Forest and Shade Tree Pathology
Concepts of Disease and Names
Outline of this page:
Forest pathology is the study of tree diseases.
What do you think a disease is? One textbook says: “Any deviation in the normal functioning of a plant caused by some type of persistent agent.”
What is normal? What if all the trees in a population have a particular fungus causing leafspots? Is that then normal, and thus not a disease?
What is “persistent?” What is the difference between injury and disease? You should know that insects are traditionally excluded from the concept of disease, though some are persistent and their interaction with plants fits most definitions of disease. Nematodes are traditionally included.
Do genetic defects and nutrient deficiencies fit the definition? For these cases, you may want to add to the definition the phrase, “or condition.”
Although some consider that traditional definitions of disease imply that the pathogen is all-important and leave the impression that the pathogen and disease are the same thing, the traditional disease triangle seems to cover this problem for all sorts of diseases. It is a useful, time-tested model of disease taught in most introductory courses and commonly used conceptually by pathologists. It is a useful model of disease because it emphasizes the interaction of the environment, a pathogen, and a host (suscept) to produce disease. It applies even to diseases where environment is especially important or multiple pathogens are involved (sometimes called 'declines'). It also emphasizes that disease and pathogen are not the same thing.
The length of each side represents the relative favorability of that factor for disease and contributes to the triangle area, which represents the overall amount or severity of disease.
Diseases do not have formal latin names like organisms, but most do have common names. These names may be taken from the host, symptoms, pathogen, and/or the kind of disease. Sometimes, part of the latin name of the pathogen is included in the disease name. If so, it is never italicized, but if the genus is used, it is always capitalized. Disease names derived from country names are capitalized as usual in English. Examples:
The most serious disease of southern pines is fusiform rust.
The greatest tragedy in American forest history was the devastation caused by chestnut blight.
A major disease of conifers in the northern hemisphere is annosum root rot, caused by Heterobasidion annosum.
Disease names like Swiss needle cast and Dutch elm disease are not much appreciated by the Swiss and the Dutch!
Both conifers and hardwoods are often infected by Armillaria species, which cause Armillaria root rot. The same disease is often called shoestring root rot because the fungus produces black, root-like structures.
In addition to diseases, there are names for types of diseases that are similar. They differ in the particular host or pathogen and often in details of infection, etc., but follow a general pattern that can be used in thinking about the diseases as a group. Here are some examples:
Stem decays are often the most serious diseases in hardwood stands.
In western conifers generally, it is considered that mistletoes are the most serious diseases, but root and butt rots are probably a close second.
These can be divided up several different ways. A fundamental division used in the book, Tree Disease Concepts, is:
The first two should now be clear, the other is covered in a later page. These, especially, biotic diseases, can be further subdivided by type of pathogen.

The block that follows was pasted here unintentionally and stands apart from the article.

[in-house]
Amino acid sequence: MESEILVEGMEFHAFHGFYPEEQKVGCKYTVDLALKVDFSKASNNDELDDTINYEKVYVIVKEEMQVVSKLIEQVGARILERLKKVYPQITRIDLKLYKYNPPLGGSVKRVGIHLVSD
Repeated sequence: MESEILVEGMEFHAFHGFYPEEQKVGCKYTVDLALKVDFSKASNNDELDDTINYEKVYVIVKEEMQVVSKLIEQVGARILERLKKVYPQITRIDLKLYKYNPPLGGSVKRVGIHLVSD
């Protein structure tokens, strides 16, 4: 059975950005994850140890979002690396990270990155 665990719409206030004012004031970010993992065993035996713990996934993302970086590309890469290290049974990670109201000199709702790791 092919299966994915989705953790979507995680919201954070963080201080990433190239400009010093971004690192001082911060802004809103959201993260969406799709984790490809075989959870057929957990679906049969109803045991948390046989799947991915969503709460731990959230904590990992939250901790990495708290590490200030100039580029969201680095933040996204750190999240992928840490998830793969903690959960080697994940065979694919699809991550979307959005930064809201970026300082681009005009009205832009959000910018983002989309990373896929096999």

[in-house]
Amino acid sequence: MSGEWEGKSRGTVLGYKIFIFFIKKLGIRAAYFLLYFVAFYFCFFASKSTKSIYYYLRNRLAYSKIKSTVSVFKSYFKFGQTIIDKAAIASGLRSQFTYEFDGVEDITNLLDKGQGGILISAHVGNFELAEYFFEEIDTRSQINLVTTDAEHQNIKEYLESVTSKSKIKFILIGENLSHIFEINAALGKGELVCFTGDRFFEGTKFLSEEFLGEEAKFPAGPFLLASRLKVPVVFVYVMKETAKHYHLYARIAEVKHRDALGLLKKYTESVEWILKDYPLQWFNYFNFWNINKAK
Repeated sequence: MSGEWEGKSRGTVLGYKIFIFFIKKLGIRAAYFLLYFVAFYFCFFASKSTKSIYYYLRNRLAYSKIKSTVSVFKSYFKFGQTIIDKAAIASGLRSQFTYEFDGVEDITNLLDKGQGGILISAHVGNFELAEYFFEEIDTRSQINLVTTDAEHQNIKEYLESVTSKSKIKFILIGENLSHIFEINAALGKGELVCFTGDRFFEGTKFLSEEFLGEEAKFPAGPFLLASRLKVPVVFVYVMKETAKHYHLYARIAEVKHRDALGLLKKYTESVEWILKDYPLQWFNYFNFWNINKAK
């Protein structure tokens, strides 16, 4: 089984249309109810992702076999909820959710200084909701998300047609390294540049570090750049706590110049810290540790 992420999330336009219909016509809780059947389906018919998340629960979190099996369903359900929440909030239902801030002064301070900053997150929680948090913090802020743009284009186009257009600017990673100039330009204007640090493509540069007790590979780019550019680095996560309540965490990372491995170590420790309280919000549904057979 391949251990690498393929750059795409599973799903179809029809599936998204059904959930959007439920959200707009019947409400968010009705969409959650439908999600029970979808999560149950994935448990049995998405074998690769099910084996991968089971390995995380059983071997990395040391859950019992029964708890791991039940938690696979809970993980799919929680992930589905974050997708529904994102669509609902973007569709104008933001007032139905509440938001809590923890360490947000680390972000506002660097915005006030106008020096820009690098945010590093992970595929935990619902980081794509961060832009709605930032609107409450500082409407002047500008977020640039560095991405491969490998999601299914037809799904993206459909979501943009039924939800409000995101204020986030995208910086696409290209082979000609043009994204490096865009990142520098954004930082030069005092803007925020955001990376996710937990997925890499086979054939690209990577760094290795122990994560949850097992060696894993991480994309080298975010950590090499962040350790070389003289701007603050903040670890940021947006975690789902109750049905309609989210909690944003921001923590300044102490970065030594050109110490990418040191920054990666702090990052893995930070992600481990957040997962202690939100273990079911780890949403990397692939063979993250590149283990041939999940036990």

Another common way is by tree part affected, modified by considering certain types of agents separately:
A pathogen is an agent that causes disease (“path”-“gen”). It can be living (fungus) or non-living (pollutant). In common parlance, it is often used just to mean living agents. The term doesn't really apply to deficiencies. Here are the main kinds of biotic pathogens:
Names of fungi, as with other organisms, consist of the genus followed by the species (“specific epithet”). The genus is capitalized, the specific epithet is not. Both should be underlined or italicized. Names of higher taxa (family, order, etc.) are always capitalized but never underlined or italicized. Here are some examples:
Nectria galligena is in the division Ascomycota.
Some fungi have common names, but not many. Common names may be capitalized or not, but they are never underlined or italicized. Examples:
The common name of Fomitopsis pinicola is “red-belt fungus” because it usually has a reddish margin.
Phaeolus schweinitzii has a velvety surface and looks like a brownish lump on the forest floor. It has common names like “velvet-top fungus” and “cowpie fungus.”
A disease and the pathogen that causes it are two completely separate entities. Always be careful to distinguish them. Being sloppy in language leads to sloppy thinking. Equating them leads you into the trap of focussing too much on the pathogen and ignoring the role of environment and host in development of disease. Exceptions are rusts and powdery mildews, terms used for both the fungi and the diseases they cause.
The following are examples of what NOT () to do:
A serious disease of Douglas-fir is Phellinus weirii.
Leptographium wageneri is a root disease spread by root to root contact.
Stem decays produce basidiospores in conks.
Make a list of diseases, with the disease name column labeled “common name” and the pathogen column labeled “scientific name.”
“You must follow the rules for naming fungi and diseases. I'll be watching!”
“Fungus” is singular; “fungi” is plural. Don't confuse them!
Signs: physical appearance of pathogen. Anything you see that is primarily made of pathogen tissue can be called a sign. Examples:
Symptoms, on the other hand, are alterations in the appearance of the host due to disease. You should know about symptoms like chlorosis and necrosis. Examples:
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